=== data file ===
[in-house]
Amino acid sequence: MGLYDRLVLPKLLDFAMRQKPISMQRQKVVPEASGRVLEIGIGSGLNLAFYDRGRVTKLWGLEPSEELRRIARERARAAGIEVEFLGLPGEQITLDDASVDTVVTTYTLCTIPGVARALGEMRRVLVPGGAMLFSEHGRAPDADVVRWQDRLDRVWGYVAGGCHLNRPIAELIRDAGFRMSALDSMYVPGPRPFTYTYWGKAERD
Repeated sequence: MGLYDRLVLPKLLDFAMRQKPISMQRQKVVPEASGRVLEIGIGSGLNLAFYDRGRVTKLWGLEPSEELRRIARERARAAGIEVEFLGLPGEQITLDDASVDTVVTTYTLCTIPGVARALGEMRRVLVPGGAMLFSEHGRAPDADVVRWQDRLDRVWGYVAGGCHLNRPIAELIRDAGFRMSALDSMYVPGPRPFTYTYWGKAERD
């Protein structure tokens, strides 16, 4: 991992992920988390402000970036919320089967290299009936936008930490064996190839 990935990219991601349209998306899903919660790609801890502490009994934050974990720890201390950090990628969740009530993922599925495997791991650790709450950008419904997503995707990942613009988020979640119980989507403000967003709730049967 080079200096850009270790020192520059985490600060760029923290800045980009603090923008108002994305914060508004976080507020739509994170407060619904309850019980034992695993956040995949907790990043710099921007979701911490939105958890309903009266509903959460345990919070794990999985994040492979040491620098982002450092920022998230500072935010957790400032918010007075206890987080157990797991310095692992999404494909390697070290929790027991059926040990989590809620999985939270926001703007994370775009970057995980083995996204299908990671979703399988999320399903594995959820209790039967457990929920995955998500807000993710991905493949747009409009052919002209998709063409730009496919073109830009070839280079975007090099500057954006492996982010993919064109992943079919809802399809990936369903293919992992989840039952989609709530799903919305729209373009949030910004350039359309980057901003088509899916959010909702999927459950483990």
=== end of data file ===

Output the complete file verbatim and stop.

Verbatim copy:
[in-house]
Amino acid sequence: MGLYDRLVLPKLLDFAMRQKPISMQRQKVVPEASGRVLEIGIGSGLNLAFYDRGRVTKLWGLEPSEELRRIARERARAAGIEVEFLGLPGEQITLDDASVDTVVTTYTLCTIPGVARALGEMRRVLVPGGAMLFSEHGRAPDADVVRWQDRLDRVWGYVAGGCHLNRPIAELIRDAGFRMSALDSMYVPGPRPFTYTYWGKAERD
Repeated sequence: MGLYDRLVLPKLLDFAMRQKPISMQRQKVVPEASGRVLEIGIGSGLNLAFYDRGRVTKLWGLEPSEELRRIARERARAAGIEVEFLGLPGEQITLDDASVDTVVTTYTLCTIPGVARALGEMRRVLVPGGAMLFSEHGRAPDADVVRWQDRLDRVWGYVAGGCHLNRPIAELIRDAGFRMSALDSMYVPGPRPFTYTYWGKAERD
């Protein structure tokens, strides 16, 4: 991992992920988390402000970036919320089967290299009936936008930490064996190839 990935990219991601349209998306899903919660790609801890502490009994934050974990720890201390950090990628969740009530993922599925495997791991650790709450950008419904997503995707990942613009988020979640119980989507403000967003709730049967 080079200096850009270790020192520059985490600060760029923290800045980009603090923008108002994305914060508004976080507020739509994170407060619904309850019980034992695993956040995949907790990043710099921007979701911490939105958890309903009266509903959460345990919070794990999985994040492979040491620098982002450092920022998230500072935010957790400032918010007075206890987080157990797991310095692992999404494909390697070290929790027991059926040990989590809620999985939270926001703007994370775009970057995980083995996204299908990671979703399988999320399903594995959820209790039967457990929920995955998500807000993710991905493949747009409009052919002209998709063409730009496919073109830009070839280079975007090099500057954006492996982010993919064109992943079919809802399809990936369903293919992992989840039952989609709530799903919305729209373009949030910004350039359309980057901003088509899916959010909702999927459950483990």